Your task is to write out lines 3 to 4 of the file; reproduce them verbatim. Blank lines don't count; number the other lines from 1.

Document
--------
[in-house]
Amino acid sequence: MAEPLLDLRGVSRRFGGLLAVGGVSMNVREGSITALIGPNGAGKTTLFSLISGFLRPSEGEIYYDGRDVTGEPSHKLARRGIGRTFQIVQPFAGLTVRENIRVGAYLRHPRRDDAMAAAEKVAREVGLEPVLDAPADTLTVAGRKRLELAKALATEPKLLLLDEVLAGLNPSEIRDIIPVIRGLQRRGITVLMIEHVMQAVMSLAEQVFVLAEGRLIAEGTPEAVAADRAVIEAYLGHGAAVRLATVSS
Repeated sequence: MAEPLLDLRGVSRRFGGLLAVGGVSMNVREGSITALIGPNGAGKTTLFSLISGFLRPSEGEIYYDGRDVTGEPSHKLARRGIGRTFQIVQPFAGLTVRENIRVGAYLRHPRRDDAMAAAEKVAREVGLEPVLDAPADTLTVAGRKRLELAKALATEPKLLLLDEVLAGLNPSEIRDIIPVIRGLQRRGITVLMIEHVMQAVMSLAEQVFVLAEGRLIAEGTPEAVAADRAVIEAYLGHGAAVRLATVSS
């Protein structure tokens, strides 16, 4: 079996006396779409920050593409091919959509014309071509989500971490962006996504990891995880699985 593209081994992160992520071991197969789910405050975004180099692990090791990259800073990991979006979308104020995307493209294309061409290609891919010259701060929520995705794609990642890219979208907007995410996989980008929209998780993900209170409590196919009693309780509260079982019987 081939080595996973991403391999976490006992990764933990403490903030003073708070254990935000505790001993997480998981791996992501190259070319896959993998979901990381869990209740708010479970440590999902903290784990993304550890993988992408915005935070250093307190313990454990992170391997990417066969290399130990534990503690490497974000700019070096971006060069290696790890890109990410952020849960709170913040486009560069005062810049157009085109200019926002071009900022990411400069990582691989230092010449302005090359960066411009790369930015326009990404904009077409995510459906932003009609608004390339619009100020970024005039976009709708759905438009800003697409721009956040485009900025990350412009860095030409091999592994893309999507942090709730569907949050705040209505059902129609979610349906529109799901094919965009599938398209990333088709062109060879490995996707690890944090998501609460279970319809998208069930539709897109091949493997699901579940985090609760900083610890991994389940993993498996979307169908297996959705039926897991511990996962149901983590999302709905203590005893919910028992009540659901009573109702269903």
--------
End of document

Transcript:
Repeated sequence: MAEPLLDLRGVSRRFGGLLAVGGVSMNVREGSITALIGPNGAGKTTLFSLISGFLRPSEGEIYYDGRDVTGEPSHKLARRGIGRTFQIVQPFAGLTVRENIRVGAYLRHPRRDDAMAAAEKVAREVGLEPVLDAPADTLTVAGRKRLELAKALATEPKLLLLDEVLAGLNPSEIRDIIPVIRGLQRRGITVLMIEHVMQAVMSLAEQVFVLAEGRLIAEGTPEAVAADRAVIEAYLGHGAAVRLATVSS
């Protein structure tokens, strides 16, 4: 079996006396779409920050593409091919959509014309071509989500971490962006996504990891995880699985 593209081994992160992520071991197969789910405050975004180099692990090791990259800073990991979006979308104020995307493209294309061409290609891919010259701060929520995705794609990642890219979208907007995410996989980008929209998780993900209170409590196919009693309780509260079982019987 081939080595996973991403391999976490006992990764933990403490903030003073708070254990935000505790001993997480998981791996992501190259070319896959993998979901990381869990209740708010479970440590999902903290784990993304550890993988992408915005935070250093307190313990454990992170391997990417066969290399130990534990503690490497974000700019070096971006060069290696790890890109990410952020849960709170913040486009560069005062810049157009085109200019926002071009900022990411400069990582691989230092010449302005090359960066411009790369930015326009990404904009077409995510459906932003009609608004390339619009100020970024005039976009709708759905438009800003697409721009956040485009900025990350412009860095030409091999592994893309999507942090709730569907949050705040209505059902129609979610349906529109799901094919965009599938398209990333088709062109060879490995996707690890944090998501609460279970319809998208069930539709897109091949493997699901579940985090609760900083610890991994389940993993498996979307169908297996959705039926897991511990996962149901983590999302709905203590005893919910028992009540659901009573109702269903």